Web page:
September 10, 1999

New centers set to focus on occupational health

Featured Image

Dr. Roy DeHart directs the newly created Vanderbilt Center for Occupational and Environmental Medicine.
(photo by Anne Rayner)

New centers set to focus on occupational health

Vanderbilt University Medical Center is joining forces with Concentra Health Services, the nation's leading provider of primary care occupational medicine services, to open a network of Nashville-area centers devoted to the growing field of occupational health care.

The first center is set to open this fall in the Hickory Hollow area, officials said. The site of the second center has not yet been determined.

As part of the venture, VUMC has also signed an agreement with Focus Healthcare Inc., one of the country's largest workers' compensation preferred provider organization (PPO) networks. This wholly owned subsidiary of Concentra Managed Care Inc. currently manages 34 percent of the Nashville area's workers' compensation market, which totals in excess of $100 million per year.

"These agreements are significant for many reasons," said Dr. Harry R. Jacobson, vice chancellor for Health Affairs. "It's the culmination of a great deal of effort by a great many people at both Vanderbilt and Concentra, and it marks the creation of a new resource for Nashville-area employers. Concentra has long been known for its compassionate, effective care and efficient response, and these centers will serve as the entry points to a health system capable of meeting any employers' occupational medicine needs."

The agreement represents the results of many months of hard work and intense preparation by representatives of both Concentra and VUMC's office of Corporate Health Services, Jacobson said.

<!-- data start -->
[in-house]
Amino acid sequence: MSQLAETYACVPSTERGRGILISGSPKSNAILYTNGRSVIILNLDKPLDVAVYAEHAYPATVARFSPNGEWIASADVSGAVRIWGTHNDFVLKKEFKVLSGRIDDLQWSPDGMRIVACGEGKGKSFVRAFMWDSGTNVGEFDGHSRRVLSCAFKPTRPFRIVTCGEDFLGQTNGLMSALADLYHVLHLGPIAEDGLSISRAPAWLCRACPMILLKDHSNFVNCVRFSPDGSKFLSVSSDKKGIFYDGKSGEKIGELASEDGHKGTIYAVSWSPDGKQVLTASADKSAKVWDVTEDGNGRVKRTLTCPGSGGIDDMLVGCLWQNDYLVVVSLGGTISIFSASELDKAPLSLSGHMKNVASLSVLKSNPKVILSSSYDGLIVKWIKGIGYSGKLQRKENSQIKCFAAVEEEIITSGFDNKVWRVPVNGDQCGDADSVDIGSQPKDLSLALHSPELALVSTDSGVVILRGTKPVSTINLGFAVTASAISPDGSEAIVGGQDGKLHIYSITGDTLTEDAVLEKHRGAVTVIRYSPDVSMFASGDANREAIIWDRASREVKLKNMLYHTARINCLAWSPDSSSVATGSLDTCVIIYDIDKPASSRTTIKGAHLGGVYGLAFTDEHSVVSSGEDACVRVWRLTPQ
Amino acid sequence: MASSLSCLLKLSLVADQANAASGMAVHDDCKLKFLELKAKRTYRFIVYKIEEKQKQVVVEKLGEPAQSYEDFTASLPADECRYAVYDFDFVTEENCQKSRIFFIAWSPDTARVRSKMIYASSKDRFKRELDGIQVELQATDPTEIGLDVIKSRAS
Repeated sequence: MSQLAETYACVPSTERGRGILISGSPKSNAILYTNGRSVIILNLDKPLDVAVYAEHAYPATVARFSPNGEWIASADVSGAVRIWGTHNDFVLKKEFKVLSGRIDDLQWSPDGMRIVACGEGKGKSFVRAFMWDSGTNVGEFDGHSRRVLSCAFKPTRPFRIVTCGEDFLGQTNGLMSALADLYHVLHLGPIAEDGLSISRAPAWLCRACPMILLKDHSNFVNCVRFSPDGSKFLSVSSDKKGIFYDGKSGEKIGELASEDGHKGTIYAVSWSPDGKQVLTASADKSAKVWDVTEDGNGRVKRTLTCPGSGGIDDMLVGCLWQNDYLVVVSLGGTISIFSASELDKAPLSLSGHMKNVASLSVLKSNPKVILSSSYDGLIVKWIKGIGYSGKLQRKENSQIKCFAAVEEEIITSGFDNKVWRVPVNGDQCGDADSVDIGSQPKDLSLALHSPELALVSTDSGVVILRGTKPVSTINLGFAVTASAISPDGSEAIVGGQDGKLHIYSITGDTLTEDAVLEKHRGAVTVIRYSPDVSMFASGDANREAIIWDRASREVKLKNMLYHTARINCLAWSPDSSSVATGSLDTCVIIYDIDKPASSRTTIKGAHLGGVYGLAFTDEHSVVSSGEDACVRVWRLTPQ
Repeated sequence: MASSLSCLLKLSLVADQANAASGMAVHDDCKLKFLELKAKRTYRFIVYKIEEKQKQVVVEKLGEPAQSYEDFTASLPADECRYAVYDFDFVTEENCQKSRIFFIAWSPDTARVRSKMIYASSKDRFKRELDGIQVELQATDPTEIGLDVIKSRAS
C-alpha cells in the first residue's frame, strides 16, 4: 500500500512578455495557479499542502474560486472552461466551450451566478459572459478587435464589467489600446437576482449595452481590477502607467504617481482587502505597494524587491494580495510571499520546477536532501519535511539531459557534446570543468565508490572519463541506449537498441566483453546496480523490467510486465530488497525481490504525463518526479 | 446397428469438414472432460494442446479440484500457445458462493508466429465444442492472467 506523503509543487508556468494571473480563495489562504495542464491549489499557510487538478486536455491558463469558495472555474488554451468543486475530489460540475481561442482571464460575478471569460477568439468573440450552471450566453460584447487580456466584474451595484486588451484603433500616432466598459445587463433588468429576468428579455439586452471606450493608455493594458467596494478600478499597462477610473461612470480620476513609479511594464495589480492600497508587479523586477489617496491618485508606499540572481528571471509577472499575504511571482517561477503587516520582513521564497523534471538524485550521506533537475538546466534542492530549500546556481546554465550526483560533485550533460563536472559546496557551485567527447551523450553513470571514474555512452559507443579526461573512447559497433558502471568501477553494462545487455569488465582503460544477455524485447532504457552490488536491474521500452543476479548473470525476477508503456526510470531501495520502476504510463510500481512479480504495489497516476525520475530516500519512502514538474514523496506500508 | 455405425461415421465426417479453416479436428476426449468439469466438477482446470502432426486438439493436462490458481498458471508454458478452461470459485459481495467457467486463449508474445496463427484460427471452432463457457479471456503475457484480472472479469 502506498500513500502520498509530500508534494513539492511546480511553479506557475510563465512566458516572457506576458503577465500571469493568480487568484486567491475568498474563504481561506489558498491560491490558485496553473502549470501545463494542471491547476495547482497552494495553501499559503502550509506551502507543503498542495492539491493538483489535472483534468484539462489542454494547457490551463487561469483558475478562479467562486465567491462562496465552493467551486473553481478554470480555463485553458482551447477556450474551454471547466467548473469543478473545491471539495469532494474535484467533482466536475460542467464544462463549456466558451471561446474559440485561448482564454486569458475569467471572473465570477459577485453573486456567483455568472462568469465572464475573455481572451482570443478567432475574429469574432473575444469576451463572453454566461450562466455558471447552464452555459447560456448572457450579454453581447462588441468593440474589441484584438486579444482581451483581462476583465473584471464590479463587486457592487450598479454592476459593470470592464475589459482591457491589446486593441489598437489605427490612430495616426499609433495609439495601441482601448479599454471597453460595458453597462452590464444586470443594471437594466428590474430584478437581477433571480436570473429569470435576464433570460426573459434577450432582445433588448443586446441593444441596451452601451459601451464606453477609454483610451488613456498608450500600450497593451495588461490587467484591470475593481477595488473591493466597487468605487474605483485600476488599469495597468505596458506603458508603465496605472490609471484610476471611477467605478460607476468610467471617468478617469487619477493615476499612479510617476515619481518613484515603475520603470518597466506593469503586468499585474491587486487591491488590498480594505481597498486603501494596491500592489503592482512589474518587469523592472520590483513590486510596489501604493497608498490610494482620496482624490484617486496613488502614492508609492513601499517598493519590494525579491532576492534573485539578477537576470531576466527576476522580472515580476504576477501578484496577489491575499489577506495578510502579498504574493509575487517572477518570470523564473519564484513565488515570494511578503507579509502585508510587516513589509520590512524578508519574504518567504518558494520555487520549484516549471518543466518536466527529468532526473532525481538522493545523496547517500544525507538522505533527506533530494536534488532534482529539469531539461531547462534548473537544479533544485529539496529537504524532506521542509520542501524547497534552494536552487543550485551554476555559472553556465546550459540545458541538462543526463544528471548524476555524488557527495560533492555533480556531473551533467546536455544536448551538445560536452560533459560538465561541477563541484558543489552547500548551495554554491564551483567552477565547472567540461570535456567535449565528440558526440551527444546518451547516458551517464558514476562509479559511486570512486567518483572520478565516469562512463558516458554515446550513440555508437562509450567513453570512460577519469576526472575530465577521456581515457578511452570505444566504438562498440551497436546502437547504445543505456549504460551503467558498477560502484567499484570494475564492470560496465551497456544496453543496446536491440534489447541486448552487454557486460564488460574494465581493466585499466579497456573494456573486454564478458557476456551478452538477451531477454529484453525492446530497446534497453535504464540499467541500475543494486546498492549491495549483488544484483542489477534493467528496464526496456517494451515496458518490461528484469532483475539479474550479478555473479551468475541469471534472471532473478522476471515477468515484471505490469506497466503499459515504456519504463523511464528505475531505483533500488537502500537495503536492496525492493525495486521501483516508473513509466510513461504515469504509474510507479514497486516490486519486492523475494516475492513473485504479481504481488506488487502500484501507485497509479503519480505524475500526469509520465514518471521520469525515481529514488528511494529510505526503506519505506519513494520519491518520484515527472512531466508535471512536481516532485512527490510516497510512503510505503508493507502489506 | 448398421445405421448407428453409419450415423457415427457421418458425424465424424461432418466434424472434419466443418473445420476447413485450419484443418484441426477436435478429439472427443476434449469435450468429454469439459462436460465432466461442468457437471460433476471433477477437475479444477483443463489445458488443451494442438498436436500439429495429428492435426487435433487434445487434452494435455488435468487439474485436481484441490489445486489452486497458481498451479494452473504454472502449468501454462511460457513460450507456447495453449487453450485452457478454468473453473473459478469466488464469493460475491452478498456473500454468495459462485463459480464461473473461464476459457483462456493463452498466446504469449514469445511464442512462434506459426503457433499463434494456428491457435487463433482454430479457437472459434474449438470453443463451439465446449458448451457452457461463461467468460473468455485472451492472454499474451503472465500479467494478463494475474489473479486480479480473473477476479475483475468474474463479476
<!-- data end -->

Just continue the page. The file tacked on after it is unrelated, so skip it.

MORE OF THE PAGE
The joint venture agreement with Concentra is expected to significantly enhance the support provided by Vanderbilt Medical Group and Vanderbilt University Hospital to business and industry.

The effort also supports the growth and evolution of the new Vanderbilt Center for Occupational and Environmental Medicine (VCOEM), created to coordinate systems and services from across the medical center.

"Our goal, with the new Concentra/Vanderbilt centers and with the VUMC Center for Occupational and Environmental Medicine, is to optimize the return to work," said Dr. Roy L. DeHart, professor of Medicine and director of the VCOEM. "This is accomplished by creating and maintaining the infrastructure needed to provide the seamless delivery of care and expertise."

Since he came to VUMC earlier in the year, that's what DeHart — nationally recognized as a leader in the field of occupational and environmental medicine — has done.

"We've worked with the Emergency Department, Neurology, Radiology, Surgery, Orthopaedics and a multitude of other departments and divisions to create a system through which patients can move quickly and be managed appropriately, while at the same time ensuring that communications with employers and insurance companies are optimized," DeHart said.